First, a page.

The 700-acre Ferry Hill Plantation, developed here in the mid-1800s, was a thriving agricultural business. Unlike plantations in the Deep South, Ferry Hill had multiple streams of revenue and grew a variety of crops. All of these endeavors relied on enslaved African Americans who worked side-by-side with free white and Black laborers. Workers were not treated equally; white workers were corrected verbally, while enslaved workers were "corrected" with a whip.

The plantation was connected economically and socially with the larger community. The people enslaved at Ferry Hill had relationships that extended beyond the plantation and connected them with the region's broader Black community - free and enslaved. At night, enslaved people occasionally visited friends and family nearby, and enslaved workers at Ferry Hill occasionally received visits from family members.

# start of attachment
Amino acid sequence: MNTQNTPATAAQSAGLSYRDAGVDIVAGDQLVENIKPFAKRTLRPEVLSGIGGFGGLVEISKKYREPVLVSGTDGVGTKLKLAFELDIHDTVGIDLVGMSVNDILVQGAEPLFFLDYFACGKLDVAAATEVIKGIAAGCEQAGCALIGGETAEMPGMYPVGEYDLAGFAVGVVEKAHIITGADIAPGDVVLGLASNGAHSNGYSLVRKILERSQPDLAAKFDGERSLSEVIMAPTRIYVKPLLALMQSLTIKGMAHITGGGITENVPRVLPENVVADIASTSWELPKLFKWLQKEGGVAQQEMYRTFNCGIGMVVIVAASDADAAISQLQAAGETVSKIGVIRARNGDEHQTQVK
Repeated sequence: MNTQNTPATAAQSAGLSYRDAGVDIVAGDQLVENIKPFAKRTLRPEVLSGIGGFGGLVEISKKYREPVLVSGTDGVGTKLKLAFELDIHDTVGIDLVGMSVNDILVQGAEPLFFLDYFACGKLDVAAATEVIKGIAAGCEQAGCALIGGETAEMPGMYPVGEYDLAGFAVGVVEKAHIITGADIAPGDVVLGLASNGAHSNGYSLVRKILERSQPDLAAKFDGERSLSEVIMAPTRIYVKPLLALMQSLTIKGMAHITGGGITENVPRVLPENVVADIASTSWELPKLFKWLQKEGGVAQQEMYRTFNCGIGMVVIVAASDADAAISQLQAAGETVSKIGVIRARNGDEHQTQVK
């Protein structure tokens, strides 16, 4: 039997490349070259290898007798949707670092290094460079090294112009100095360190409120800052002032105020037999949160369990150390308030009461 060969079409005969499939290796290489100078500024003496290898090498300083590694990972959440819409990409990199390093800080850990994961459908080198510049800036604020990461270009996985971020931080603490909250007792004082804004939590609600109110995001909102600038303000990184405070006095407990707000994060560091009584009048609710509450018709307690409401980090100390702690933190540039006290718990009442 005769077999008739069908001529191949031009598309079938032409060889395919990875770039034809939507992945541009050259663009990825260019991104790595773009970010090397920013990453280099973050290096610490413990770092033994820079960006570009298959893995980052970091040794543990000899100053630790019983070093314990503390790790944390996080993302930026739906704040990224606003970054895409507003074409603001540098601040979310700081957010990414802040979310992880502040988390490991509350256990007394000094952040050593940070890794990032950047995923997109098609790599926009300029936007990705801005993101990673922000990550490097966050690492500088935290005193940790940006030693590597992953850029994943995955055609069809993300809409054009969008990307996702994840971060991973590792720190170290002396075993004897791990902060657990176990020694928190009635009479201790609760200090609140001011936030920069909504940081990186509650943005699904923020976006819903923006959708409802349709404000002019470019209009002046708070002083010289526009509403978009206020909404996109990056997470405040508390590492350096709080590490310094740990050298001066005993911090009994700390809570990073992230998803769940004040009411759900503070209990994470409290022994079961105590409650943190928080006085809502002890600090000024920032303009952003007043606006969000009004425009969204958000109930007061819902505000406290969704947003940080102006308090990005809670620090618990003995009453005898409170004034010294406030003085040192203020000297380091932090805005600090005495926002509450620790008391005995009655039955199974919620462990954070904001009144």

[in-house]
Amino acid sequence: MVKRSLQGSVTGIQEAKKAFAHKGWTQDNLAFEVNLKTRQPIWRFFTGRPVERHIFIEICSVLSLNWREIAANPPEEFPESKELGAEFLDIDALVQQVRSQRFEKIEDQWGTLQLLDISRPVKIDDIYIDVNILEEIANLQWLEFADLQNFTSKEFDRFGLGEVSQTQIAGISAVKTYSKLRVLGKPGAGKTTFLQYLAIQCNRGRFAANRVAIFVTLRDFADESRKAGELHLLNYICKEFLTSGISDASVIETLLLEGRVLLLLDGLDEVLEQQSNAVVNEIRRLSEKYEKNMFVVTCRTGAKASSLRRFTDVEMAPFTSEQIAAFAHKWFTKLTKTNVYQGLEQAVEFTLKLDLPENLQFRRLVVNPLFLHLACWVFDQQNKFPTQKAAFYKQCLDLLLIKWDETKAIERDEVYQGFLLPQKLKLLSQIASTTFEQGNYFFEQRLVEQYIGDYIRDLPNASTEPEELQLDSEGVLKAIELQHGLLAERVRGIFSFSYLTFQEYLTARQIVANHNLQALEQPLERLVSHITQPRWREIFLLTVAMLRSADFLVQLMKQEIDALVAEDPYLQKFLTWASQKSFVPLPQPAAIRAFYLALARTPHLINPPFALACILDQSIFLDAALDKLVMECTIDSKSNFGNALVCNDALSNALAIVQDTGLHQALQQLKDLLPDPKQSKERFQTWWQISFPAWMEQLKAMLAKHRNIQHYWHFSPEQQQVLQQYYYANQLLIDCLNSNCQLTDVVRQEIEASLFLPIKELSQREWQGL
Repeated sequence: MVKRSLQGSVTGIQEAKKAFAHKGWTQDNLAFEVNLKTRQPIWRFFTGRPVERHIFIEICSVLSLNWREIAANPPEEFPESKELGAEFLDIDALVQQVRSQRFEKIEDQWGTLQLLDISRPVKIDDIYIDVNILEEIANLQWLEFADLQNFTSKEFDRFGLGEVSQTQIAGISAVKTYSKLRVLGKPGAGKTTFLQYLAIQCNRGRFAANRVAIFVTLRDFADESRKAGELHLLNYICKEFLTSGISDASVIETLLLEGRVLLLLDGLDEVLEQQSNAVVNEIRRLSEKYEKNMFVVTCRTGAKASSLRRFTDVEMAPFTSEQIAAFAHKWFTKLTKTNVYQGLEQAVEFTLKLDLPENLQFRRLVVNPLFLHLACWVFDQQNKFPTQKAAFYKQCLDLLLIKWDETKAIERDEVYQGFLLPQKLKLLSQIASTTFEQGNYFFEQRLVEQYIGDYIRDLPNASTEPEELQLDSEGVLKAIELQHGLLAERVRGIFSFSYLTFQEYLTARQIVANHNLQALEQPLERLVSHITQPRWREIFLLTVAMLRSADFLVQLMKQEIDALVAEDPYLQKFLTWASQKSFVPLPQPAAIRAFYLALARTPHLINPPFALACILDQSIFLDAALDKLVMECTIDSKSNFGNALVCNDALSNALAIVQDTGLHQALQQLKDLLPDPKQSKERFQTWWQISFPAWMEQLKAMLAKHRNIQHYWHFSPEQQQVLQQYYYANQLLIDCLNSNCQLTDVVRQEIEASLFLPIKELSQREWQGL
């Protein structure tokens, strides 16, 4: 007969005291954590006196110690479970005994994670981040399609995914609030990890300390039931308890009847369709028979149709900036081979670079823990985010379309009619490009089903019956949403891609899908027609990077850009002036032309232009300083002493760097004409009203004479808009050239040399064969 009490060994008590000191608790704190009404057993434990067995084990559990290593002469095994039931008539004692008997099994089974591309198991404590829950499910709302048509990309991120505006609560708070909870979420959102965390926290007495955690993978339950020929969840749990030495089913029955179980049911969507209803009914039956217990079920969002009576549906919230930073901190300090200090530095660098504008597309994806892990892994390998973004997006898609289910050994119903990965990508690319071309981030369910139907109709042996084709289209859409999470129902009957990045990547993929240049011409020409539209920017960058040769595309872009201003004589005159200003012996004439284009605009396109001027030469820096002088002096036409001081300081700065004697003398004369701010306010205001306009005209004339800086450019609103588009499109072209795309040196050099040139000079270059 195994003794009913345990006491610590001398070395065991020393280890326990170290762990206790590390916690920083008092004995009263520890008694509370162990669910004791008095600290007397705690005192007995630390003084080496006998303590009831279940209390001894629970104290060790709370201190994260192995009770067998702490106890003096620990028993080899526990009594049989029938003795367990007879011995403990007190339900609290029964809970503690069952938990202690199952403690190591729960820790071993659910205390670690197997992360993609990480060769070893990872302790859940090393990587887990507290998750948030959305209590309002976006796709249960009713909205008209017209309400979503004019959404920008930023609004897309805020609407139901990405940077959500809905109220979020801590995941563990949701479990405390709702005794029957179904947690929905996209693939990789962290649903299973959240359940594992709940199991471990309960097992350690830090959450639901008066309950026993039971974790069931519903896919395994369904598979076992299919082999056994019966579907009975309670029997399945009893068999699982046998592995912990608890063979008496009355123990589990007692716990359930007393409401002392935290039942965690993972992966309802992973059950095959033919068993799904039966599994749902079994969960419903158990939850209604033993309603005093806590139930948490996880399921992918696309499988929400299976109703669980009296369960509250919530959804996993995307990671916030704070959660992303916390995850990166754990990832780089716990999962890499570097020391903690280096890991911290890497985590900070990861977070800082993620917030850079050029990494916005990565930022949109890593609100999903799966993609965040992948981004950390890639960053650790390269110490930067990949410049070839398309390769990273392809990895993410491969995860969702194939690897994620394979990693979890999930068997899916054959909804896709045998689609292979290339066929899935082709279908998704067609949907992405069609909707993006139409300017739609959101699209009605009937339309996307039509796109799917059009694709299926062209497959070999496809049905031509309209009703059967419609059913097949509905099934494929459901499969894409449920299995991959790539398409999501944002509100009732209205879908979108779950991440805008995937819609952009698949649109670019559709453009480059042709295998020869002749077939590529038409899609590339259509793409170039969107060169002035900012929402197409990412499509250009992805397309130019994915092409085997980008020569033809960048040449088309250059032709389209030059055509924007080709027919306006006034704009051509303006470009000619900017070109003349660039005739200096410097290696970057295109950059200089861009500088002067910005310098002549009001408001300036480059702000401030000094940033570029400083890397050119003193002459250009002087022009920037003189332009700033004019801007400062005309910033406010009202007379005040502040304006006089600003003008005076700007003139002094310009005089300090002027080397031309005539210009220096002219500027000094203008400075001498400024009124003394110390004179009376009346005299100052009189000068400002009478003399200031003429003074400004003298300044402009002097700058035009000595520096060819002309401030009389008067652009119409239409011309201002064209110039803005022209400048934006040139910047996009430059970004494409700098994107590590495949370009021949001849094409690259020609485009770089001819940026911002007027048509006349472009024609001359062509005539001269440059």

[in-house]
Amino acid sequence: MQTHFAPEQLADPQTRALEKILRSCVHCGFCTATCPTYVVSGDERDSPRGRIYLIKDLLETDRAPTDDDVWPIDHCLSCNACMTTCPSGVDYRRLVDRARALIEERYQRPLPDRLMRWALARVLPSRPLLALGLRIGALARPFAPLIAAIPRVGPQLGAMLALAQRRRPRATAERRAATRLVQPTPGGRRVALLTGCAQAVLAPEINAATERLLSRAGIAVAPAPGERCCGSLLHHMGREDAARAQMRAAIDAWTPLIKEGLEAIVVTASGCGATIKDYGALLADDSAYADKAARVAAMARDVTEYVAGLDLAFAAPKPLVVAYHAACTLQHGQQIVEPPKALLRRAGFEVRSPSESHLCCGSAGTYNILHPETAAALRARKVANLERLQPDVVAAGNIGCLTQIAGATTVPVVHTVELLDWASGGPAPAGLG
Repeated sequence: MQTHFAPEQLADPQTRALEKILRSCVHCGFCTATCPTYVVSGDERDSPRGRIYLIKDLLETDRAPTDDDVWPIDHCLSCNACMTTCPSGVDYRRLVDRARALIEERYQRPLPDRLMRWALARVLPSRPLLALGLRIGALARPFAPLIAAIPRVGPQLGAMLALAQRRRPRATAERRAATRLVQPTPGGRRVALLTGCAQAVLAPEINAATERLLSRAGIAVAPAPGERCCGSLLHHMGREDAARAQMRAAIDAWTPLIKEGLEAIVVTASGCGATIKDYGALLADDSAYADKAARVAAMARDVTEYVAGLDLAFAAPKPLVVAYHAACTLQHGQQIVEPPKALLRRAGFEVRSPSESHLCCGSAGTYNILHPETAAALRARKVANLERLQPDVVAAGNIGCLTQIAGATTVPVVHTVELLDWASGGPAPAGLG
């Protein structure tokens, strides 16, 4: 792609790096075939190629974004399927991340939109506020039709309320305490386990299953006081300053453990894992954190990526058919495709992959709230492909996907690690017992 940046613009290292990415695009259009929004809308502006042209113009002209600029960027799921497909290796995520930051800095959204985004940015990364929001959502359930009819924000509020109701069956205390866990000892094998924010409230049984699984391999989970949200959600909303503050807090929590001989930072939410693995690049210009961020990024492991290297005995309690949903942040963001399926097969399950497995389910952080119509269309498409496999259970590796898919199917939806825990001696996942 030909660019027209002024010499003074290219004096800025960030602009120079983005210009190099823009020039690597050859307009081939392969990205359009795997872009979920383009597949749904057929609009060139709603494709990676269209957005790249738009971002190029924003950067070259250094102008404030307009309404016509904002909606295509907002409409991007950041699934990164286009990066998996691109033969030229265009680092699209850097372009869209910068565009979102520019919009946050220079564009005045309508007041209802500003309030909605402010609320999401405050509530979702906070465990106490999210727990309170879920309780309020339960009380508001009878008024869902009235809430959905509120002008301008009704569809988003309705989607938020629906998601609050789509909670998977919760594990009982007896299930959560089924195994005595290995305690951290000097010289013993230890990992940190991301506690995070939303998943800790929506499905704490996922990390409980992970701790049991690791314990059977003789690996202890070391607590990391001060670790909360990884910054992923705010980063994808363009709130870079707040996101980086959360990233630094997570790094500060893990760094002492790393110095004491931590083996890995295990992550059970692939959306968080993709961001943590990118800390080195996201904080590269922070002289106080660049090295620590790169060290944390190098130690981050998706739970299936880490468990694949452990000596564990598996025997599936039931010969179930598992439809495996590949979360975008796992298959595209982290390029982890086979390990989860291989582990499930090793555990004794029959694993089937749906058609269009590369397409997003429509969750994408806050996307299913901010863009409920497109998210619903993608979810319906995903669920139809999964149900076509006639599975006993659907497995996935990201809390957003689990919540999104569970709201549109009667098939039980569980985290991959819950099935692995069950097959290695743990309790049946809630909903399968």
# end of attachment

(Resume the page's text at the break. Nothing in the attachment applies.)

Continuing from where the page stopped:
Sundays were typically a day of rest for free and enslaved people at Ferry Hill. The Blackford family were members at the Episcopal Church, and attended services at multiple denominations in the area. The enslaved workers were occasionally allowed to attend services with a local African Methodist Episcopalian (AME) Congregation.


The People of Ferry Hill